Dalkey does la dolce vita: This spaceship home is wired for everything you could imagine
Scopello Ulverton Road Dalkey, Co Dublin
Asking price: €1.795m
Agent: Quillsen (01) 2801719
Dalkey, stomping ground of local luminaries such as Bono, film director Neil Jordan, broadcaster Pat Kenny and celebrity economist David McWilliams, is a thriving town with an eclectic mix of cafés, bars, restaurants and artisan food shops. There's also a penchant for Italian place names. Victorians returning from their Grand Tour believed the sea views here resembled the Bay of Naples. Hence Sorrento and Vico Roads and an array of Italianate housenames.
Locals here actively protect Dalkey's designation as a heritage town. When American coffee chain Starbucks opened in 2008, residents boycotted it and it closed just over a year later.
On a Saturday afternoon, Castle Street is buzzing with people sipping skinny lattes in Mugs and the Corner Note cafés, lunching at the Queens, DeVille's and any number of other eateries, or simply strolling the streets with their dogs. There's a queue in Roberts fresh seafood and artisan food market, while the aroma of freshly baked bread wafts from the nearby Thyme Out bakery. Wine buffs match the latest vintages with tasty morsels in the Grapevine and smoothie, veggie-loving hipsters go organic in Select Stores wholefood deli-café.
At the Gutter Bookshop people are chewing on the upcoming Dalkey Book Festival, the annual chinwag that brings together some of the world's best known writers and storytellers to discuss everything from the meaning of life to movies and books. It's on from June 13-19.
Across the road is Finnegan's Pub, Bono's local, on the corner of Sorrento Road. Less than 400m from the village centre, a new house on Ulverton Road continues in the Italianate naming tradition. One of three properties built by BCG Homes. Scopello might sound like the name of a James Bond villain, but it is in fact named after a town in Sicily. From the outside, the double-fronted detached house looks like a classic Edwardian design, with its painted-plaster and brick front and traditional red clay roof tiles. Inside, the era is also reflected in features such as extra-high ceilings and custom-made coving, but there the similarity ends.
The period features in this modern home come without the creaks and leaks of the real thing. A spaceship in disguise, it's got all the latest high-tech gadgets known to modern architecture, including an energy-efficient Daikin air-to-water heating system, underfloor heating, recessed LED lighting, motion sensitive lighting to the side passageways and triple-glazed alu-clad windows.
The A-rated home is wired for things never imagined possible in the early 20th century - CCTV, an electric car charging point, Sky, Eir, and electric gates with video intercom set into the granite front wall.
At 2,690 square feet, with four double bedrooms and a good-sized south-facing rear garden, Scopello is likely to appeal equally to families trading up or returning expats. Set back from the road with parking for several cars on its gravelled driveway, the property is just a couple of minutes' walk to Castle Park School, the closest of a wide selection of local schools.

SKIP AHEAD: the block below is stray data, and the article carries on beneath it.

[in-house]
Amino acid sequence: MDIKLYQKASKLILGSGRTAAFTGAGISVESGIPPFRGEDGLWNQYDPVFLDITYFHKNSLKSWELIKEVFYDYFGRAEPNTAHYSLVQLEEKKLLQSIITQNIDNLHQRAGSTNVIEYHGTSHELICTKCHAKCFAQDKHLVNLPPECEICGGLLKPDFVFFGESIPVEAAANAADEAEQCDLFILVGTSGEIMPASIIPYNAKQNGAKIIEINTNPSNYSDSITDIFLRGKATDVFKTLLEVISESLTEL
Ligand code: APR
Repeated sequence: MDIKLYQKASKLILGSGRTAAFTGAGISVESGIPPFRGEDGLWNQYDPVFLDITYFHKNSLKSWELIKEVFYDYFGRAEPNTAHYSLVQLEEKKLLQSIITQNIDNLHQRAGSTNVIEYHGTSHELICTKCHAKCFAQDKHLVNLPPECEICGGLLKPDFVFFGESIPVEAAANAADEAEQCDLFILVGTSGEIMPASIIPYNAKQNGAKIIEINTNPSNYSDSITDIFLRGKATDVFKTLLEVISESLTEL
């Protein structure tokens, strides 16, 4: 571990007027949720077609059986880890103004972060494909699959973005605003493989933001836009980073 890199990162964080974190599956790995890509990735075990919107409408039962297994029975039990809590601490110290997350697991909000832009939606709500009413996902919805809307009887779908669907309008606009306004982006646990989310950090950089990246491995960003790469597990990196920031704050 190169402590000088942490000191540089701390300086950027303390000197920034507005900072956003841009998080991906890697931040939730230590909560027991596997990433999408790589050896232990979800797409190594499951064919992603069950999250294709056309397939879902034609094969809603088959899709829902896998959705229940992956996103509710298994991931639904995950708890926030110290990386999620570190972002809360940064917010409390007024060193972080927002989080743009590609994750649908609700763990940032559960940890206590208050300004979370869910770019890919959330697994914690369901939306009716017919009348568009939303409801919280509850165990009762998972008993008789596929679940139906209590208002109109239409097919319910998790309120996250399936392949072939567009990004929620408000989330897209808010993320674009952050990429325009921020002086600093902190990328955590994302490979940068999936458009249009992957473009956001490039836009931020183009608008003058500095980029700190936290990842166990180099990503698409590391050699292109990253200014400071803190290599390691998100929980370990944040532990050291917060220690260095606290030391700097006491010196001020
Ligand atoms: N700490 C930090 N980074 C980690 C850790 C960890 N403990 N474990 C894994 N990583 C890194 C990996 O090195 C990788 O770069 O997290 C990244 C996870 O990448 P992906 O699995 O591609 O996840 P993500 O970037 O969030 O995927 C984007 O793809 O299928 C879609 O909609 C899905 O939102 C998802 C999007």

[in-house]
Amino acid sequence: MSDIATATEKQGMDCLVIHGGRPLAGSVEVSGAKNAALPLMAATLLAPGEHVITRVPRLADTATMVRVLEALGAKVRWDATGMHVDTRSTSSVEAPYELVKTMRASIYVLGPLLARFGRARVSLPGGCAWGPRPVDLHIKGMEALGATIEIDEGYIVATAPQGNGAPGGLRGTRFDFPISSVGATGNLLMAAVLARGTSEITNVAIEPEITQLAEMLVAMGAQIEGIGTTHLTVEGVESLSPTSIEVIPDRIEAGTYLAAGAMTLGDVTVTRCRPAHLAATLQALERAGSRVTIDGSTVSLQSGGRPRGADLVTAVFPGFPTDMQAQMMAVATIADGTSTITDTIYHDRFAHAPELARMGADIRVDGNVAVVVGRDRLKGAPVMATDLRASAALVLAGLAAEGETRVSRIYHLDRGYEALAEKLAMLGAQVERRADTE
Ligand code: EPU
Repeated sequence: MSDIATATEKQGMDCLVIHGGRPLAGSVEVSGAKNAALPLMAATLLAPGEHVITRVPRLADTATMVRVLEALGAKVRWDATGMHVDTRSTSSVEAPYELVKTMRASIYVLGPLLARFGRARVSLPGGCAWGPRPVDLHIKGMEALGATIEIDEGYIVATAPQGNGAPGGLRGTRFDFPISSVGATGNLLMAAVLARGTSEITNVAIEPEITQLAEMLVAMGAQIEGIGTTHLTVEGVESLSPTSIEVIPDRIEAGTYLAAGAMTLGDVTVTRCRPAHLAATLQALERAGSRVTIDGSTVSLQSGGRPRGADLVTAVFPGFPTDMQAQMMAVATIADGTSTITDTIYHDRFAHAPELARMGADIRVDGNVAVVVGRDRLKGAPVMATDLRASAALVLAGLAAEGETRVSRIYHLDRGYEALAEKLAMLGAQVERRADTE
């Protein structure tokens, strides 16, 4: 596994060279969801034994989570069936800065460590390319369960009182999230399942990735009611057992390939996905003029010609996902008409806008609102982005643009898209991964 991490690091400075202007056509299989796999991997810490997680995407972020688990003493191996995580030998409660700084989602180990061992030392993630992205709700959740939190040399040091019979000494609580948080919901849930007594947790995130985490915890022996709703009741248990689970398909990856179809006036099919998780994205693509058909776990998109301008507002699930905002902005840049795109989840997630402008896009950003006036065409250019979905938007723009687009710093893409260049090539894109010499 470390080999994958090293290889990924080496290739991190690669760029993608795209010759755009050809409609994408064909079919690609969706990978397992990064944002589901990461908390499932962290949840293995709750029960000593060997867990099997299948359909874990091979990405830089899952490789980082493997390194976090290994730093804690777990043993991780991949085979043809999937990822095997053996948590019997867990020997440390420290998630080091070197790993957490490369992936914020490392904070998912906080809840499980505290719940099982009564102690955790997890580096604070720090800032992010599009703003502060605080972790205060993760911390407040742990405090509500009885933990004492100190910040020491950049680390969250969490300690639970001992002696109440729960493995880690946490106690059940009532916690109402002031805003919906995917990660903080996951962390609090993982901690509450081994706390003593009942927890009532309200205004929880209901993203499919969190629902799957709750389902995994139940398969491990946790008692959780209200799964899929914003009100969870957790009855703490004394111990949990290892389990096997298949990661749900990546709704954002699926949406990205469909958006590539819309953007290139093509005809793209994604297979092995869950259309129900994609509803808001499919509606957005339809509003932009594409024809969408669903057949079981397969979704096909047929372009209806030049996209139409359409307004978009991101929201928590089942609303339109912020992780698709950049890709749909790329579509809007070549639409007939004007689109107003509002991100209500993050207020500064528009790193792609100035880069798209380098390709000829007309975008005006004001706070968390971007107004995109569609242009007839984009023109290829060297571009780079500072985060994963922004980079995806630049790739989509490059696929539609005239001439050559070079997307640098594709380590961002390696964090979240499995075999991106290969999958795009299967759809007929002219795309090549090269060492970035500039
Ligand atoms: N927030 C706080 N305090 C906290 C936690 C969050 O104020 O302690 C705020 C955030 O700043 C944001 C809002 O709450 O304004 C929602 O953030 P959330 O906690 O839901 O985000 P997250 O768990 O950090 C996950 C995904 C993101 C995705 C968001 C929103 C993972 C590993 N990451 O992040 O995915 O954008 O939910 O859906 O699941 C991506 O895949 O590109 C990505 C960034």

The front door opens to a wide entrance hall with a family room/study to the right, currently fitted out as a dining room, and a living room to the left with a bespoke marble fireplace with built-in Gazco fire. Also on this level are a guest wc, a control room for the heating system and in front of that, a space to hang coats and take off mucky shoes.
The garden is visible from the hall, but if you want to block it off, there's a concealed, custom-built sliding door on two rail and oak steps leading down to a big open-plan kitchen/diner/living area spanning the width of the house. Along one wall are jade-coloured handcrafted kitchen units with quartz countertops and concealed LED lighting, and in front, an island breakfast bar with more storage. On another wall is a coffee station with retractable doors.
Off the kitchen, a roomy utility room features a Neff washer and dryer, sink and storage units and a door giving access to one of the side passageways. Across from the kitchen, an L-shaped sofa faces a redbrick fireplace with wood-burning stove and a dramatic floor-to-ceiling surround. There's a dining table for six and plenty of room left over for kids to run around.
Light floods into this space with a long Velux roof window and floor-to-ceiling sliding doors, leading on to a patio from where you step down to a south-east facing lawned garden with a view of the sea.
An oak staircase made by Anthony Roche Joinery leads upstairs to a landing, with a hot press/linen room. The master bedroom has an ensuite bathroom with walk-in shower, a boat-shaped freestanding bath, wc, whb and heated towel rail, and walk-in wardrobes tucked away behind one wall. There are three further double bedrooms, two ensuite, and a family bathroom. All the wardrobes, bathrooms and kitchen units were custom designed by interior design whizz Suzie McAdam and manufactured by Michael Farrell Furniture.
Ulverton Road leads from Dalkey to Sandycove and on to Dún Laoghaire, with a turn for Bulloch Harbour on the way. The city centre is 35 minutes away on the Dart. The house next door is Praiano, named after a town on the Amalfi coast. Whoever buys Scopello can look forward to a taste of Dalkey's La Dolce Vita.